PHILIPPINES - Karl Marx said, "History repeats itself, first as tragedy, second as a farce."
Corruption has been a recurring theme in the rise and fall of governments in the Philippines since it became an independent republic in 1946.
In 1962, the reformist administration of President Diosdado Macapagal was rocked to its foundations by the Harry Stonehill corruption scandal, in which the government deported the American ex-GI in World War II turned multimillionaire industrialist during the postwar reconstruction period, on charges of tax evasion, economic sabotage, blackmail and corruption of public officials, on a scale not previously reported in the Philippine press.
The government's case was built on 35 truckloads of documents seized by 200 agents of the National Bureau of Investigation in raids on March 3, 1962, on 27 offices and corporations in Manila controlled by Stonehill.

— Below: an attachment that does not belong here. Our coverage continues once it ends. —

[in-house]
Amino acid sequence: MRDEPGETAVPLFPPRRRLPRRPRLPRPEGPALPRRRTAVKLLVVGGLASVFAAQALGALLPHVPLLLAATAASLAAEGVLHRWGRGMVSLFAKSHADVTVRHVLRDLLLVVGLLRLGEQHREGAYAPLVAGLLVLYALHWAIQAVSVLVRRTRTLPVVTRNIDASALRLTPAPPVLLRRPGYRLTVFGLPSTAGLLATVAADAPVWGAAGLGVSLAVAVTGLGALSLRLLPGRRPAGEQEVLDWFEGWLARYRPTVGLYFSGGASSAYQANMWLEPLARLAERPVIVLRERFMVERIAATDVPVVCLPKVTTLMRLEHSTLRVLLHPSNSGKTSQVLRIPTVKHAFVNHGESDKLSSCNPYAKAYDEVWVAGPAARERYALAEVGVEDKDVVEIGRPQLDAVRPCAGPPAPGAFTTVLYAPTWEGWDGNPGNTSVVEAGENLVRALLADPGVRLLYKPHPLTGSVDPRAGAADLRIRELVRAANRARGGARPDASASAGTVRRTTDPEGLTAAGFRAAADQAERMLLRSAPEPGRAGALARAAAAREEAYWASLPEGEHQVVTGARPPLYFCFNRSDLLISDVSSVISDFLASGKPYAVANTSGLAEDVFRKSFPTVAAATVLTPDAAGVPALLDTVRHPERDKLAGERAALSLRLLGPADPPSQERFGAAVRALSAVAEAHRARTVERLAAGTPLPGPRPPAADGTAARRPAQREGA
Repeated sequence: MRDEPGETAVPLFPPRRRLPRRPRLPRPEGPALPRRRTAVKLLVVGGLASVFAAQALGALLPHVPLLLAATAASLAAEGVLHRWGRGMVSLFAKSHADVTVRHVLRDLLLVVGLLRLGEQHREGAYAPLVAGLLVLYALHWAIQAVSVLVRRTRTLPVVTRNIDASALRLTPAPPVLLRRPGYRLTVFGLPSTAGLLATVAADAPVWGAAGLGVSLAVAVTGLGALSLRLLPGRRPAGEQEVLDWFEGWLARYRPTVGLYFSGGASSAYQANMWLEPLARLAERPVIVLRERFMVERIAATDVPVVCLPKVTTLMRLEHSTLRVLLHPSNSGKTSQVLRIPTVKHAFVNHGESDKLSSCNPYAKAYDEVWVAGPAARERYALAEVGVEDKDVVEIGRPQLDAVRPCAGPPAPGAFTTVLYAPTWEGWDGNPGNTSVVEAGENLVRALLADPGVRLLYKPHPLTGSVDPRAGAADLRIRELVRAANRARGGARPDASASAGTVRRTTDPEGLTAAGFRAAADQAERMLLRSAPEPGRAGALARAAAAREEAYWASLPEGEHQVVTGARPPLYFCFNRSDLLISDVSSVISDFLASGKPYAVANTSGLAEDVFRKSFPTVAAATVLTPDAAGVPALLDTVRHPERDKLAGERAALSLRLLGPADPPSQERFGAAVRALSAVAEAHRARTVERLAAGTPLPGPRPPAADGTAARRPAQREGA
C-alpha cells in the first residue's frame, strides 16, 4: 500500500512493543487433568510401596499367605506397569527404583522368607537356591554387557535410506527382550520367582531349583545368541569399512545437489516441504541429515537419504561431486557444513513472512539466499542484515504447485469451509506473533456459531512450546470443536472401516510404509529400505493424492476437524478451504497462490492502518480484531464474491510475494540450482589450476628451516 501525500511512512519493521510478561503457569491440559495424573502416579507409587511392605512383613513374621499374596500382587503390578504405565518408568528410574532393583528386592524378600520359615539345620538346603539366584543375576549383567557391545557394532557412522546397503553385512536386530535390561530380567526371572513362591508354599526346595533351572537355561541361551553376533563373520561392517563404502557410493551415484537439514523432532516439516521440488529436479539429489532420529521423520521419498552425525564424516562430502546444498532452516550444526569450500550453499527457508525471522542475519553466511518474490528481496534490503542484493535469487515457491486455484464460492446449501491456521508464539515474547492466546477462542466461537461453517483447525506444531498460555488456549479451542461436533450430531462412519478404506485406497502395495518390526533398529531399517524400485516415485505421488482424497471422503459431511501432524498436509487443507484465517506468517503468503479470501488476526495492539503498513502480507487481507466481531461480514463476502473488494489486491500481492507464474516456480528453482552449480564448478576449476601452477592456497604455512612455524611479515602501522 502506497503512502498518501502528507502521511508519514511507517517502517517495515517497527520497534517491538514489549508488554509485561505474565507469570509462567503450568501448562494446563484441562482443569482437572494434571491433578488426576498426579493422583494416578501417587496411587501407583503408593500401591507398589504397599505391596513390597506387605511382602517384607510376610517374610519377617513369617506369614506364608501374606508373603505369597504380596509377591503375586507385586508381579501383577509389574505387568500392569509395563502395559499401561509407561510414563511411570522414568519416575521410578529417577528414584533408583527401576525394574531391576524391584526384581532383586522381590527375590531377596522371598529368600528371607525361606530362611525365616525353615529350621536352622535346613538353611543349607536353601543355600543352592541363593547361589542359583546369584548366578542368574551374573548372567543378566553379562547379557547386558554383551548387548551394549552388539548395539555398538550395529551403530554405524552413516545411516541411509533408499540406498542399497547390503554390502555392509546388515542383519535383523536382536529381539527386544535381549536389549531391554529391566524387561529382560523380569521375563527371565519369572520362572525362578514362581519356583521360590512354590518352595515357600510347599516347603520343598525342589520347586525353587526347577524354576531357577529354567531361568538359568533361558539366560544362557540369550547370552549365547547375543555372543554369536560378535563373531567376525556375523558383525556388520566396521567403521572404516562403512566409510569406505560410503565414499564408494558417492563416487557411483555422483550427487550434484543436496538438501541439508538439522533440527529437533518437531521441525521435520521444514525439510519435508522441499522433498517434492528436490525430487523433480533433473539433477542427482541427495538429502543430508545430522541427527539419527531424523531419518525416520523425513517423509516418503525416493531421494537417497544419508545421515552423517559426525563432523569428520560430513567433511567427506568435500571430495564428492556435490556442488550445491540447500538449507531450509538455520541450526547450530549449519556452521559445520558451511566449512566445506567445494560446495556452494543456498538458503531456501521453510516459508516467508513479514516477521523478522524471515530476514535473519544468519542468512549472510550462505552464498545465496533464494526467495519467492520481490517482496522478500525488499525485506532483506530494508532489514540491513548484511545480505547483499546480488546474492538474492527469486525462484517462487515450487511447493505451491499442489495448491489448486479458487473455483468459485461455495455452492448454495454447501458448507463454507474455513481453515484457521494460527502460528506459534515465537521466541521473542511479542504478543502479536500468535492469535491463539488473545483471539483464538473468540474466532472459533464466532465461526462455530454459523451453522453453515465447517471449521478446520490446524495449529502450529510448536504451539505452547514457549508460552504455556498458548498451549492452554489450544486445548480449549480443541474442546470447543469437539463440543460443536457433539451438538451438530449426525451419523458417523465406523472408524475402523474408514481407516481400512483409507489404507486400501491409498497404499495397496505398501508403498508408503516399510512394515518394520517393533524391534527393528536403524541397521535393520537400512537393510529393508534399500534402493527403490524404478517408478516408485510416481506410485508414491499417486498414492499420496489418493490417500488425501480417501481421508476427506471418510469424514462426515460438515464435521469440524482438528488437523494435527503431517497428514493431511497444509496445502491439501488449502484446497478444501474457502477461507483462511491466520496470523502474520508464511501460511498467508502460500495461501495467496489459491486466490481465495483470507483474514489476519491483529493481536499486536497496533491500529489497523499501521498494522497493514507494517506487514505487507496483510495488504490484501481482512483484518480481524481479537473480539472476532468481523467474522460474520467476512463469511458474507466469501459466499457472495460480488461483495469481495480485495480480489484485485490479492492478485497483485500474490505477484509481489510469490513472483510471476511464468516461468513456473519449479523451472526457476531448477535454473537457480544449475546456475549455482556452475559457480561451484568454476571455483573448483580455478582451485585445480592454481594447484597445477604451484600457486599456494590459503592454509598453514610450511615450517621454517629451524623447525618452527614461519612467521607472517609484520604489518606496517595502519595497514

The prize catch of these raids was the so-called Stonehill Blue Book, a ledger that listed more than 200 officials who received money from him in the course of his transactions with them. What made the Blue Book politically explosive was that it contained entries that showed the president himself and the leading Liberal Party senator, Ferdinand Marcos, took money from Stonehill, a revelation that devastated Macapagal's moralising claim that his New Era Administration was committed to eradicate graft and corruption in the government.